Blacks, bigots, gays and gals!

When I first met Lyle Foster in 2008, I knew right away I would like the guy. A small business owner, very intelligent, and funny in his approach – three pros right off the bat. Plus, when we met we were sitting along side each other as candidates for a city council election. We weren’t running for the same seat, so that made it all the easier to like him.

Since that time, I have grown more and more respect for the man. He was one of the few who wrote me when I was incarcerated; he has believed in me when others didn’t; he has brought a lot of development on the north side of Springfield with little government help. Above all that, he is a good man.

One of the things he regularly does these days (aside from running two businesses, tending to tenants of his rental lofts, and being involved in several community organizations) is contribute to the News-Leader on a regular basis (I don’t think the guy sleeps… no, really).

His articles are ones I read with dedication, and rarely miss. Not because I always agree with him; I do not. Regardless of my position or his, he makes me think. A few times we have gone back and forth with our thoughts. In short, I enjoy the guy.

The reason I bring him up is this: he recently wrote an article in the News-Leader, Talking about race issues should not be taboo. In it, he asserts an overall belief that because race is a taboo issue to discuss, our best, brightest, and most educated young adults are making choices in life that are – well, in my words – ignorant. Whether its a college frat chanting racist songs about lynchings, or the “splash” made by Starbucks wanting to discuss the race issue over the counter, we seem to think the topic of race is either a joke or one that should be discussed in passing.

Why is this? Well, this is where I agree with Lyle Foster 100%: the issue of race is taboo – one we are almost afraid to talk about – and in not talking about it we leave our nation in a world of ignorance, especially the younger generations. We don’t talk about race, history, and things we as a nation have overcome. We don’t talk about things we could be doing to improve society. We don’t act like a civilized, enlightened and capable nation.

Now, here is where Lyle and I may disagree – and that’s the “why”.

Why is it we don’t talk about it? The same reason we can’t talk about gender or sexuality: yes, it’s taboo. Why is it taboo? Because it has become nothing more than a political issue, and the issue is completely monopolized by a group of people who, if you have any sort of difference of opinion, you are racist, sexist, or a bigot.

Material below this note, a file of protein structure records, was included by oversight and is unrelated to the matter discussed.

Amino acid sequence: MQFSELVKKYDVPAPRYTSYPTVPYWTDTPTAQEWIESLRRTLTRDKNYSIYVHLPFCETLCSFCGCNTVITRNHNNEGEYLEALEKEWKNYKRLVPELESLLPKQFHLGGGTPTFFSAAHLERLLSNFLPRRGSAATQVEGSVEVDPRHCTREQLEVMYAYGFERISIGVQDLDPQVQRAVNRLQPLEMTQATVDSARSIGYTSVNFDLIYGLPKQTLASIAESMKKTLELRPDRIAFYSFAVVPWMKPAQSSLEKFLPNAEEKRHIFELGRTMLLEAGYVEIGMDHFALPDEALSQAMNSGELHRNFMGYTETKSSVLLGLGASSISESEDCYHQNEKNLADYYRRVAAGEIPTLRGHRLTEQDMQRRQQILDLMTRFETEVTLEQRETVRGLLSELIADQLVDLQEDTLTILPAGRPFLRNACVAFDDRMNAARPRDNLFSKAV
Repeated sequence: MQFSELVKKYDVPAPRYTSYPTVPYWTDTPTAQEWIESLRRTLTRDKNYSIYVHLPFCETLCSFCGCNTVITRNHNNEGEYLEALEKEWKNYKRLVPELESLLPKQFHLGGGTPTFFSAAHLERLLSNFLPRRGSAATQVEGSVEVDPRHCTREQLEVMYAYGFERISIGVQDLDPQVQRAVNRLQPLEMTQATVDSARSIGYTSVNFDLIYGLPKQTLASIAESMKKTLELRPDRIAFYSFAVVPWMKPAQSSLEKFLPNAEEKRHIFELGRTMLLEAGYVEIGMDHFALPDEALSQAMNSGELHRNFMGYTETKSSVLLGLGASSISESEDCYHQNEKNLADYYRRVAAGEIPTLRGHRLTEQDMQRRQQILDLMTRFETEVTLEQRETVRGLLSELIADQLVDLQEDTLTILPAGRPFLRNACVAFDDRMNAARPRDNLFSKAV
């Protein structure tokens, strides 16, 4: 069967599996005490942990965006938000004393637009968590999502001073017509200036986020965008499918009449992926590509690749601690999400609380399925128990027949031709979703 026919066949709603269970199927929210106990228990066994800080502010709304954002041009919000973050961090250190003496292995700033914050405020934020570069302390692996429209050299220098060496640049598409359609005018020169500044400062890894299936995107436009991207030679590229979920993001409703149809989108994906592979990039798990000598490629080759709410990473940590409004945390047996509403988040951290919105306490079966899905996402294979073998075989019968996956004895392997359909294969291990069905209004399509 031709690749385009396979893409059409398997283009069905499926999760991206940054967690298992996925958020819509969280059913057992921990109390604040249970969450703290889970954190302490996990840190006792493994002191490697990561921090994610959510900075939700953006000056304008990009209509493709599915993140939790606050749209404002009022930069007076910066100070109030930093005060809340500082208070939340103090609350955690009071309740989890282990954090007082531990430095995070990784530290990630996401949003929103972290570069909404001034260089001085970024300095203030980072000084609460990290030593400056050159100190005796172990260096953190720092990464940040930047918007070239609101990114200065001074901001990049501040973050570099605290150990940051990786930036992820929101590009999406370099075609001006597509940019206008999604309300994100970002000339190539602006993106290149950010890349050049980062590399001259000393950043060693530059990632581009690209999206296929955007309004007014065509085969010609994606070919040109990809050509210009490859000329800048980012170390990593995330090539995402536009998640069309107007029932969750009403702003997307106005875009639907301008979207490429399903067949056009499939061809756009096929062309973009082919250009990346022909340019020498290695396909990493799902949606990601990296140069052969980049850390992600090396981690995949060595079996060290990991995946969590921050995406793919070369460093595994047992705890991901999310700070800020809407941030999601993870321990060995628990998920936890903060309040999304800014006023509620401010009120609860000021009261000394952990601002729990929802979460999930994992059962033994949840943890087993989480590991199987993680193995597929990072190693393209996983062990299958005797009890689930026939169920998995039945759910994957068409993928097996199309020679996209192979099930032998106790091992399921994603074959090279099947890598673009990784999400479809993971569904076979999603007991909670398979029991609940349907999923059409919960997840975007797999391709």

If you disagreed with Obama, it wasn’t because he is so far out in left field that Cubans find him more palatable than they do their own Socialist leaders. It can’t be because his policies on economics, foreign relations, and social issues are not in keeping with what your positions are. Nope – it’s solely because you are racist. That’s all.

Same thing goes with Ferguson: forget the forensics, forget the investigation, forget the truth – if you aren’t on the black guy’s side, you’re racist.

But this is not only limited to race. There are other taboo topics.

For instance, did you know that if you use terms like “polarizing, calculating, disingenuous, insincere, ambitious, inevitable, entitled, over confident, out of touch, secretive, will do anything to win”, you are sexist… well, if it’s in reference to Hillary Clinton. You read that right, all the terms used daily in today’s political arena are now code words for “I’m sexist” when used in unison with Hillary. There is a group dedicated to telling you just that, and spending their time finding these references against the Democrat Presidential Candidate.

Let’s do one more category (yes, category – because we can’t be individuals, we have to be in groups). The LGBT community – well, not the community as a whole. The activists. The LGBT activists will tell you they want to promote tolerance, yet the blogs and social media posts by the same crowd are filled with terms like evil, ignorant, intolerant, backwoods, bigot, anti-Christ. That’s just the few I found in one article’s comments section, looking only at the first nine comments out of the 247 made. I personally know a MSU college professor – a doctor in Sociology – who uses very similar terms on his Facebook page.

That, in lowly Springfield, MO.

So, where Lyle and I agree is that when the issue of pretty much anything that creates groups or sub-categories of Americans comes up(race, gender, sexual orientation), we can’t talk about it. It is taboo.

I don’t know why he personally thinks that is, but it is pretty clear that the same group that has a monopoly on those groups as a voting bloc will destroy you socially if you disagree.

Talk bad about female democrats, you are sexist.

Disagree with Gay Right’s Activists, you will be threatened.

Disagree with forensic evidence and side with a white police officer, your town will burn.

From a conservative who sorely wishes to discuss race, gender, and sexuality in a rational manner, I am here to tell you it seems impossible. It seems that if I personally want to talk about these topics, my opinion (regardless of how grounded, educated, and well thought out) will lead me to be called a racist and misogynistic homophobe.